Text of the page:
A Good Day to Die Hard

John McClane (Bruce Willis) must travel to Russia and see if he can provide his son Jack (Jai Courtney) any assistance as Jack is facing murder charges.  When John arrives at the courthouse in Moscow he notices some things don’t look right.  About then, three powerful car bombs explode, blowing out a side of the building.  Jack and another prisoner named Komarov (Sebastian Koch) escape into the streets just as several armed men enter the devastated courtroom.  They are looking to abduct Komarov at the request of Viktor Chagarin (Sergei Kolensnikov), a candidate for defense minister and a former friend of Komarov’s.  Komarov has information that could be very damaging to Chagarin and wants that information turned over to him before it destroys his access to power.  As Jack and Komarov are about to escape, John stops them, wanting to talk to Jack about their strained relationship.  After a brief confrontation, Jack and Komarov drive away but they are being followed by a heavily armored vehicle filled with gun-toting thugs working for Chagarin.  The delay caused by John has ruined Jack’s escape plan.  Jack is a CIA operative on a mission to bring in Komarov and get him out of Russia.  John’s interference has put the extraction plan off schedule and the mission leaders in Washington DC call off the rescue.  Seeing the massive armored truck chasing his son’s van, John steals a delivery truck and heads after them.  Despite being outweighed and outgunned, John is able to give Jack a chance to escape, but Jack turns around and begrudgingly picks up John.  With the plan for escape off the table, Jack and John must work together to protect Komarov and get him and themselves out of a very unfriendly Russia.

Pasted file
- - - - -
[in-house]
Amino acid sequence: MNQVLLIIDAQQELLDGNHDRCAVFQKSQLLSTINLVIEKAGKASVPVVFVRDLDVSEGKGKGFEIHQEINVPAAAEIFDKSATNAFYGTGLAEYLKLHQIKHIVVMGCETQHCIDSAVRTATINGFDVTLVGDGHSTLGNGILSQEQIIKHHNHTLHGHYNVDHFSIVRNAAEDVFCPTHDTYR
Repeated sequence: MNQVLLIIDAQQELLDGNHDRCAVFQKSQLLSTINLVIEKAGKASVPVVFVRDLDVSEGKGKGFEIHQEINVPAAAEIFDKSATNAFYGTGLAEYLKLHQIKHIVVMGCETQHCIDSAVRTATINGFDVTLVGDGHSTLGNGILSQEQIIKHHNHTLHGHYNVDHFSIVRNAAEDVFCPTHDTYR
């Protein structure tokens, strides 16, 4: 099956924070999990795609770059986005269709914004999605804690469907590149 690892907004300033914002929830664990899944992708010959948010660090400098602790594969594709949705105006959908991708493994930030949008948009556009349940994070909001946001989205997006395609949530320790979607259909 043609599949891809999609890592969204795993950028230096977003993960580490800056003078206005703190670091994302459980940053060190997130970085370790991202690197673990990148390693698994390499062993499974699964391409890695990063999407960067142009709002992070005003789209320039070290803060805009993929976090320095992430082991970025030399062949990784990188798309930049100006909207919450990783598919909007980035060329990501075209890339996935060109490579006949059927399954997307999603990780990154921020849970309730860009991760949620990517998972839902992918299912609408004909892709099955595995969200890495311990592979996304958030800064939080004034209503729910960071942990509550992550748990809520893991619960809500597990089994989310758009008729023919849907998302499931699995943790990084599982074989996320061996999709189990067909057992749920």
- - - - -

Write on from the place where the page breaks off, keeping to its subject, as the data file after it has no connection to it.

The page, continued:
The first “Die Hard” movie came out about 25 years ago.  While the stunts have gotten bigger and the hair has gotten thinner (or disappeared entirely) what has remained a constant is the wry smile, the pithy catch phrases and the get-the-job-done attitude of star Bruce Willis.  This fifth installment in the action franchise has the big stunts, the insane car and foot chases and the massive gun battles.  What it is lacking is anything remotely interesting in between the gunfire and explosions.  “A Good Day to Die Hard” may be the least entertaining of all the films in the series.